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Re: /usr/bin/env behaviour?
On 11/8/08, Malcolm Herbert <mjch%mjch.net@localhost> wrote:
> On Sun, 9 Nov 2008 03:28:09 +0100, "Rhialto" <rhialto%falu.nl@localhost>
> > On Sun 09 Nov 2008 at 11:03:20 +1100, Malcolm Herbert wrote:
> > > Thinking about it, it may not even be env's fault if /bin/sh (or
> > > whatever is responsible for parsing the #! line) is giving env a badly
> > > tokenised set of arguments ...
> > Here you're closest. It is the execve() system call that parses the line
> > and decides to invoke env. Unfortunately it allows only a single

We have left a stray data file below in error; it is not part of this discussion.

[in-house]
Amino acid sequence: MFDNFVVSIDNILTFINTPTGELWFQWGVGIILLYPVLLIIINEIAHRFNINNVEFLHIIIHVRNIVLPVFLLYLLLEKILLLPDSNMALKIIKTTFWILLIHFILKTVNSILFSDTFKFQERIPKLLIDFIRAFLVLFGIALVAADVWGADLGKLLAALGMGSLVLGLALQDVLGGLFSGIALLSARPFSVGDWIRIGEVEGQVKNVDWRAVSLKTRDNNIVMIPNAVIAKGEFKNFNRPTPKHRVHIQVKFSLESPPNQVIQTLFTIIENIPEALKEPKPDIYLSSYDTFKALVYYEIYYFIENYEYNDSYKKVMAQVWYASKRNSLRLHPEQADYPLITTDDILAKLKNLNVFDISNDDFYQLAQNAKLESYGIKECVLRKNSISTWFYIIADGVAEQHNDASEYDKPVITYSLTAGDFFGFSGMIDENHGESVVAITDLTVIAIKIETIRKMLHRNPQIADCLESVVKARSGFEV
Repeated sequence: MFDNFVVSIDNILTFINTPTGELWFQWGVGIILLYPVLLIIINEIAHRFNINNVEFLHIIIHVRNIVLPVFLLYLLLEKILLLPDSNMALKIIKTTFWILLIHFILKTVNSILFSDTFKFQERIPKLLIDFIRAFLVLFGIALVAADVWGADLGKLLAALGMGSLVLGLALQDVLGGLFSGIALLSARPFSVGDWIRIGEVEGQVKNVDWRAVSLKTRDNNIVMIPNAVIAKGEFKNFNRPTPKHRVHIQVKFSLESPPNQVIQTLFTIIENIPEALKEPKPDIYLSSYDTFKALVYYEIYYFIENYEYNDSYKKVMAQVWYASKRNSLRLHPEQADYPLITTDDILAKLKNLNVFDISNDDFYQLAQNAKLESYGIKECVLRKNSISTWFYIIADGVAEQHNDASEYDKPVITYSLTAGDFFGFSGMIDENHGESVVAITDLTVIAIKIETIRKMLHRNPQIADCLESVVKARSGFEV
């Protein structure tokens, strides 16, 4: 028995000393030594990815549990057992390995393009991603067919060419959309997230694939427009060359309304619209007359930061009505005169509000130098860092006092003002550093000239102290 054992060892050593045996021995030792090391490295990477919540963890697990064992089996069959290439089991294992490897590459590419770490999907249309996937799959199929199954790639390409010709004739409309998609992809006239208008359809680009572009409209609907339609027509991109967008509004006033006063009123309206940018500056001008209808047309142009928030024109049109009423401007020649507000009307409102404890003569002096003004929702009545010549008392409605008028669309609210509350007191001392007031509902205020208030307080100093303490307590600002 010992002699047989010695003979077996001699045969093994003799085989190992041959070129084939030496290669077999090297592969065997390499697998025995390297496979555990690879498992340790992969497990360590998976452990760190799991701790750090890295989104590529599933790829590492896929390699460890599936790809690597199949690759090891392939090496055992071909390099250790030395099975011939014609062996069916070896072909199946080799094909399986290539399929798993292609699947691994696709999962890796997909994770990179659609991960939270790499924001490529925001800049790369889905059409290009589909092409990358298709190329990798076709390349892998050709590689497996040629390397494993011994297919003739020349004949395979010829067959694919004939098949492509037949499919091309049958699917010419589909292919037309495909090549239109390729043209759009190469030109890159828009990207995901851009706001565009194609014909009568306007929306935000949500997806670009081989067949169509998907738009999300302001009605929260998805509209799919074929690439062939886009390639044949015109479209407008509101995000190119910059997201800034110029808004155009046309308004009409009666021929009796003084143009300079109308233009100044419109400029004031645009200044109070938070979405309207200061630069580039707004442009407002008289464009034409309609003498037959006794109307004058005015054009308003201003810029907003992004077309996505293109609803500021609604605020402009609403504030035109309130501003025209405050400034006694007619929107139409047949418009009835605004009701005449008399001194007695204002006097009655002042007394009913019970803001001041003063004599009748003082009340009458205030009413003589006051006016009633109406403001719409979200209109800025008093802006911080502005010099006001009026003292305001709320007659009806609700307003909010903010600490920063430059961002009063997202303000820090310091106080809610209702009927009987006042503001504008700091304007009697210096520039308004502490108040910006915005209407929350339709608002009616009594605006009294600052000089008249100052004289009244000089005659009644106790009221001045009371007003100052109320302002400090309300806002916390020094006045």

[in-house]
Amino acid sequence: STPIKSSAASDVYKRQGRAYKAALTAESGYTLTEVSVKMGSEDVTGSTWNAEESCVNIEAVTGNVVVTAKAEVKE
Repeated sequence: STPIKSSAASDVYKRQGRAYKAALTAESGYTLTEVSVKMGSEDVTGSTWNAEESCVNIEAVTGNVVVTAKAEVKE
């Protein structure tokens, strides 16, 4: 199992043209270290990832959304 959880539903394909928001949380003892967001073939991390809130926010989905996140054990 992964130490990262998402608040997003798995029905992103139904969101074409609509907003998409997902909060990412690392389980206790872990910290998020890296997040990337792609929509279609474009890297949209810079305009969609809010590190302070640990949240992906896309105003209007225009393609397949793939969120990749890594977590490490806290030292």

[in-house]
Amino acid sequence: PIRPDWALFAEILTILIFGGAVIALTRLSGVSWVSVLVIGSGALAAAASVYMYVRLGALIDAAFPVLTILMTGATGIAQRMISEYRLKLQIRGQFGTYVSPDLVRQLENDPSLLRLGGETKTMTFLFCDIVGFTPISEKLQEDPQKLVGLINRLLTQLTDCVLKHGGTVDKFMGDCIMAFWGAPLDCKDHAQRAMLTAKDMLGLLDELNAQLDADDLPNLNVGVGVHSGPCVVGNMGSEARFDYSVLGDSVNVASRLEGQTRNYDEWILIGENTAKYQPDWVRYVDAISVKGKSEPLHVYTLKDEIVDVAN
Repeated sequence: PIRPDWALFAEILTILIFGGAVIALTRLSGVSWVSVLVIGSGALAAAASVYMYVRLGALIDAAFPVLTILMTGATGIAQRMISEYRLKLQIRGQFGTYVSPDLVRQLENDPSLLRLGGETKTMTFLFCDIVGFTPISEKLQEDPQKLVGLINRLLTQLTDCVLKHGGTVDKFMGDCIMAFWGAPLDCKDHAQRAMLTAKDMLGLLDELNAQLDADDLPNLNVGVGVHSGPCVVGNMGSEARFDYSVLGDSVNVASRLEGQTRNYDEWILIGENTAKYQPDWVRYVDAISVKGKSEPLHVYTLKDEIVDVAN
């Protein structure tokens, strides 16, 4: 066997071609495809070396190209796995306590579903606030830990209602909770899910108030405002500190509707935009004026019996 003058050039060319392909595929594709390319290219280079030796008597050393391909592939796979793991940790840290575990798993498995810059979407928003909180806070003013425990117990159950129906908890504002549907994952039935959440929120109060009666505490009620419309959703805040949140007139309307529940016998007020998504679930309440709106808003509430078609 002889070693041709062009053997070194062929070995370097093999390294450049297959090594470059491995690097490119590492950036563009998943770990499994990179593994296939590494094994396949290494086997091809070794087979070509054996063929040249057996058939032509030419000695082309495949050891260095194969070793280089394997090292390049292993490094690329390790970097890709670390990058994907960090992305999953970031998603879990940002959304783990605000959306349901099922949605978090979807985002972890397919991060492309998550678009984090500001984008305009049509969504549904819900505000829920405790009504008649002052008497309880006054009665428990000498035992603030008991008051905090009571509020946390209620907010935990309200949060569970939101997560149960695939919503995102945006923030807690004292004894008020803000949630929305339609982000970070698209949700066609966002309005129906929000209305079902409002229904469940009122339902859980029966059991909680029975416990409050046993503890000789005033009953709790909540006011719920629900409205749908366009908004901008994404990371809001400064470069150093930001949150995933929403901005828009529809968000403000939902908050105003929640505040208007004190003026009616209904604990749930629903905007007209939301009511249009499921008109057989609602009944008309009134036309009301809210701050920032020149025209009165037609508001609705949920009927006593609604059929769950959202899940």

> > argument.
Other systems pass the rest of the line. POSIX doesn't seem to
specify what should be done, but the #! /usr/bin/env foo method of
script execution is gaining in popularity.
The various man pages are all pretty unclear. :)
"the remaining arguments to the interpreter are arg0 through argn of
the originally exec'd file."
If any optional args are specified, they become the first (second,
...) argument to the interpreter.
The original arguments are shifted over to become the subsequent arguments.
On Linux, the entire string following the interpreter name is passed
as a single argument to the interpreter, and this string can include
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